Technically not the first title out of the gate (as Amat Escalante’s Heli received an early preview the night before) this morning’s first 8:30a.m screening belonged to a contempo “Belle de Jour” with director-screenwriter Francois Ozon’s Young & Beautiful (Jeune & Jolie) which stars the exceptionally beautiful Marine Vacth in the role of a seventeen »
- Eric Lavallee
There was plenty of Baz-razzmatazz as the 66th Cannes Film Festival bowed with a mix of fun, lofty hopes and melancholy that F. Scott Fitzgerald would have appreciated.
In the spirit of opener “The Great Gatsby,” a troupe of dancers dressed in 1920s-style outfits burst out of a period car and performed a dance on the red carpet.
Throngs of fans lined the road to the Palais, where the stars of Warner Bros.’ “Gatsby” elicited screams and cheers, and big names glamming it up on the red carpet included Julianne Moore, Freida Pinto, Lana Del Rey, Florence Welch, Nicole Kidman, Cindy Crawford, Fan Bingbing, Ludivine Sagnier, Zhang Ziyi, Walter Salles, Michel Piccoli, Agnes Varda and Roskino CEO Katya Mtsitouridze. France’s Minister of Culture Aurelie Filipetti and Venice Film Festival topper Alberto Barbera were also in attendance.
See Also: Cate Blanchett »
- Timothy M. Gray and Elsa Keslassy
In Cannes news, juries have been rounded out for the Un Certain Regard sidebar as well as the Camera d'Or. It was previously announced that Danish director Thomas Vinterberg -- whose drama "The Hunt" was an official selection up for the Palme d'Or last year -- will lead the tribunal as president for Un Certain Regard. The other members are Chinese actress Zhang Ziyi, French actress Ludivine Sagnier, Festival de Rio director Ilda Santiago and Enrique Gonzalez Macho, president of Spain's equivalent of AMPAS. The jury will award one of the eighteen films in the selection the Prix Un Certain Regard, which last year went to Michel Franco's "After Lucia." The Camera d'Or is an award given to the best film out of either the main competition, Critics' Week or Directors' Fortnight (last year's winner was Oscar Best Picture nominee "Beasts of the Southern Wild"). On the jury this »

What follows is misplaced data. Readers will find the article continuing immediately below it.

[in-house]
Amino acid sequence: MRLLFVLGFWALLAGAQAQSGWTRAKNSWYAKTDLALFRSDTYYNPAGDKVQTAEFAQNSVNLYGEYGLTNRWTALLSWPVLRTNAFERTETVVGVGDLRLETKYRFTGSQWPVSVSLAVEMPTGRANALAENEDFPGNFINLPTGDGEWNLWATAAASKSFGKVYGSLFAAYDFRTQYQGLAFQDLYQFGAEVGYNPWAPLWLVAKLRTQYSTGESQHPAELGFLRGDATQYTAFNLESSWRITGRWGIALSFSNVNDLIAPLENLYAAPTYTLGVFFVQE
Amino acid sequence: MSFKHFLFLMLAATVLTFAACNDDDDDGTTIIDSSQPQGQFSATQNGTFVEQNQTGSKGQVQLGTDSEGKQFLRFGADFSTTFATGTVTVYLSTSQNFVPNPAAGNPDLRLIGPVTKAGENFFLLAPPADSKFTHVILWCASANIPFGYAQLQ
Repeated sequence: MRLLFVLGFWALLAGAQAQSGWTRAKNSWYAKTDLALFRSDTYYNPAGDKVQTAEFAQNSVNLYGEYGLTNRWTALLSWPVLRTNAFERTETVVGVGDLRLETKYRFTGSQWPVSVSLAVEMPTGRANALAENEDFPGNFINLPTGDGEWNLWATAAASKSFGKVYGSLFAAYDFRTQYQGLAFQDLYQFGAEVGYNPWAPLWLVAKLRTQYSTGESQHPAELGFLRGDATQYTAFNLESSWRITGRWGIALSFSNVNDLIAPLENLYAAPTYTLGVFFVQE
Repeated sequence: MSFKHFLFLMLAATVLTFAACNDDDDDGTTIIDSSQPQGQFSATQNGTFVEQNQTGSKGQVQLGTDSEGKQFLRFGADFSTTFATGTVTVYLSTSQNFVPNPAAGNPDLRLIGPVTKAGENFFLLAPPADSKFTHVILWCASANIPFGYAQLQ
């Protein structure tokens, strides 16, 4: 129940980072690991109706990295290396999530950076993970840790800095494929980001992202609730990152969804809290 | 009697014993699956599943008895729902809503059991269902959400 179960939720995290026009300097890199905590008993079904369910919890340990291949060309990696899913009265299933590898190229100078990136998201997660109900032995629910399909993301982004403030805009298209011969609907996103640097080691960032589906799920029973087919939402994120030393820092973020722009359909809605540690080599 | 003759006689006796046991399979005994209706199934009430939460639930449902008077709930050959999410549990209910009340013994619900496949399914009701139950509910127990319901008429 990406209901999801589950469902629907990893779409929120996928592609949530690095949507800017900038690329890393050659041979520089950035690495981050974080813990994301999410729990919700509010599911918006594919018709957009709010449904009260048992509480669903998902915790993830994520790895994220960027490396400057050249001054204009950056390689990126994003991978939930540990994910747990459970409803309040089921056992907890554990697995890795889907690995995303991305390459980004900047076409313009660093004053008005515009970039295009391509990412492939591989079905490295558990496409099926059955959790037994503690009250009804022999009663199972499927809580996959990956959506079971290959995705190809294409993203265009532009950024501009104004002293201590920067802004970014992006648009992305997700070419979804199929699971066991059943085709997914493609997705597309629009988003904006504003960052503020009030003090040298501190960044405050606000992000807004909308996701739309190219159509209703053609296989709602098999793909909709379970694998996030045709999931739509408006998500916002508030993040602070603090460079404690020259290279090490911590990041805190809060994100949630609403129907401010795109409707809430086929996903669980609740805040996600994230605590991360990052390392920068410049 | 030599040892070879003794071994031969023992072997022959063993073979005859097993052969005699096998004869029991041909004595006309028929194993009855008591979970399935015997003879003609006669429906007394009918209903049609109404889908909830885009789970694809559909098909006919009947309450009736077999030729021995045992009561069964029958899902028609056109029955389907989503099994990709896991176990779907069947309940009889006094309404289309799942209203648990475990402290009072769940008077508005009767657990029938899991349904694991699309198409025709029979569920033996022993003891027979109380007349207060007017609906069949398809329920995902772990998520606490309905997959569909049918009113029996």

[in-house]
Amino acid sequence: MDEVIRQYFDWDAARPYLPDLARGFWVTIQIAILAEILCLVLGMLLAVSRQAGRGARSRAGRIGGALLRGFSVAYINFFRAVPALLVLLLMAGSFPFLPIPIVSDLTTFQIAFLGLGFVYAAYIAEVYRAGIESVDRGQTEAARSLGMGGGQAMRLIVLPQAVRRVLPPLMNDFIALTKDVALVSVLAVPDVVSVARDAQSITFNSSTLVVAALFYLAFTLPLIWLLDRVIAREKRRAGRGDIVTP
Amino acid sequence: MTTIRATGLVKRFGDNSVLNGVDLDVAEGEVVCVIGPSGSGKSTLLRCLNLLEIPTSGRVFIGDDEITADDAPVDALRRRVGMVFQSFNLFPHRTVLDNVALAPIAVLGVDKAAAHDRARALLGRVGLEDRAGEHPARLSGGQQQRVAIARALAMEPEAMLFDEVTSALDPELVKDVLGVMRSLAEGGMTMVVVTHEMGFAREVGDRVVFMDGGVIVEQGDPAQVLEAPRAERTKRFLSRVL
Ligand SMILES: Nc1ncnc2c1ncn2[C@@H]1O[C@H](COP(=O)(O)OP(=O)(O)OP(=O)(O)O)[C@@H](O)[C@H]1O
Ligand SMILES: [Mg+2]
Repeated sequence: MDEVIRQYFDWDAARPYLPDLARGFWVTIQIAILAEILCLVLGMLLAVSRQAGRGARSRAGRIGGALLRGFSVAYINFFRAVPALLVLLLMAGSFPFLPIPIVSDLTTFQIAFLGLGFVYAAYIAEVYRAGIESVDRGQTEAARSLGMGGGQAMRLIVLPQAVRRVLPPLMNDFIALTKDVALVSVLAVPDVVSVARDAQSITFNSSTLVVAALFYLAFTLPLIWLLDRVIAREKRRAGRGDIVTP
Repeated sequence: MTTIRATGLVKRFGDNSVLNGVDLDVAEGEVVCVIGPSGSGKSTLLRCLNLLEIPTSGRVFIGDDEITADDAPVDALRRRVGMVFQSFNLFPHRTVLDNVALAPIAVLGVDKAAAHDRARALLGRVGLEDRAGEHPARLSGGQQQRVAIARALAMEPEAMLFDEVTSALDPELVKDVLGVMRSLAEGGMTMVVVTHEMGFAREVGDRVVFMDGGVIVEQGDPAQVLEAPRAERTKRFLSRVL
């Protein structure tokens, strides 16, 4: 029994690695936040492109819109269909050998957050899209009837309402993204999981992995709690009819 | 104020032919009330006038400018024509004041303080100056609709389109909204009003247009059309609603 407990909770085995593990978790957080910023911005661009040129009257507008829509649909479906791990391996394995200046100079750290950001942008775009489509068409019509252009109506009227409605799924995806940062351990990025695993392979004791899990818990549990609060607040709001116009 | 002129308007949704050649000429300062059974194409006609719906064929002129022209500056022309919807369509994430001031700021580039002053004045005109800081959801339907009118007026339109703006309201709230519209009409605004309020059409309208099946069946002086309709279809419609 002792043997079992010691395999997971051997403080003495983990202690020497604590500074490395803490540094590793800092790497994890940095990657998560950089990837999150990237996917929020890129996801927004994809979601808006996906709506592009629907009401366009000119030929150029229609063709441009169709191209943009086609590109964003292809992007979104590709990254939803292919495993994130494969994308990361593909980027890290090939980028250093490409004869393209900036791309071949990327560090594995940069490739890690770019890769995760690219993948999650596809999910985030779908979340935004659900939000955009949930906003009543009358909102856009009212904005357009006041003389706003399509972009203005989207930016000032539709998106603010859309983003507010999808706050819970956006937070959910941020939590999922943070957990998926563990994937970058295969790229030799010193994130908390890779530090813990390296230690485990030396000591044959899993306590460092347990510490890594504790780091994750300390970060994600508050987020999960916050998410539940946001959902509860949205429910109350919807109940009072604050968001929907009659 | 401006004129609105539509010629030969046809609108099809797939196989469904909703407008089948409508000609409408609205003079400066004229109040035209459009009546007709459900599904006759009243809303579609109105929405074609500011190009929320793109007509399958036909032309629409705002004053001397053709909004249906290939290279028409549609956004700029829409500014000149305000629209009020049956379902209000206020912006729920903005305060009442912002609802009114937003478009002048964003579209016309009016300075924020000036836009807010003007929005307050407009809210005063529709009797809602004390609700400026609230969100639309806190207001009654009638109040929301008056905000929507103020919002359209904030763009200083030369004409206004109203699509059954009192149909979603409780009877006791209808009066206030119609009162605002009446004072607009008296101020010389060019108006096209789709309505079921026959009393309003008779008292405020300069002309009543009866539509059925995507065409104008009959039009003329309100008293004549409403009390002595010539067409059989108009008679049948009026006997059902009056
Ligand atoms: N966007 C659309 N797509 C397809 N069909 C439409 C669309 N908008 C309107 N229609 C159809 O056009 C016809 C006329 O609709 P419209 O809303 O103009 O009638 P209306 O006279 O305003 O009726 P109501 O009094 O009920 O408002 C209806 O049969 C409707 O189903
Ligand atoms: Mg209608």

- Ryan Lattanzio
Chinese actress Zhang Ziyi and French actor Ludivine Sagnier are among the four names on this year's jury for the Un Certain Regard sidebar in Cannes. Presided over by Danish filmmaker Thomas Vinterberg, Sagnier and Ziyi are joined by Rio Film Festival director Ilda Santiago and Spanish producer, distributor and exhibition player Enrique Gonzalez Macho. Festival de Cannes organizers also announced April 30 this year's Camera d'or jury, which will be led by French director Agnes Varda. Joining Varda is Spanish director Isabelle Coixet, French helmer Regis Wargnier, Chloe Rolland (Syndicat de la Critique), Michel Abramowicz (Afc), Eric Guirado (Srf)
- Stuart Kemp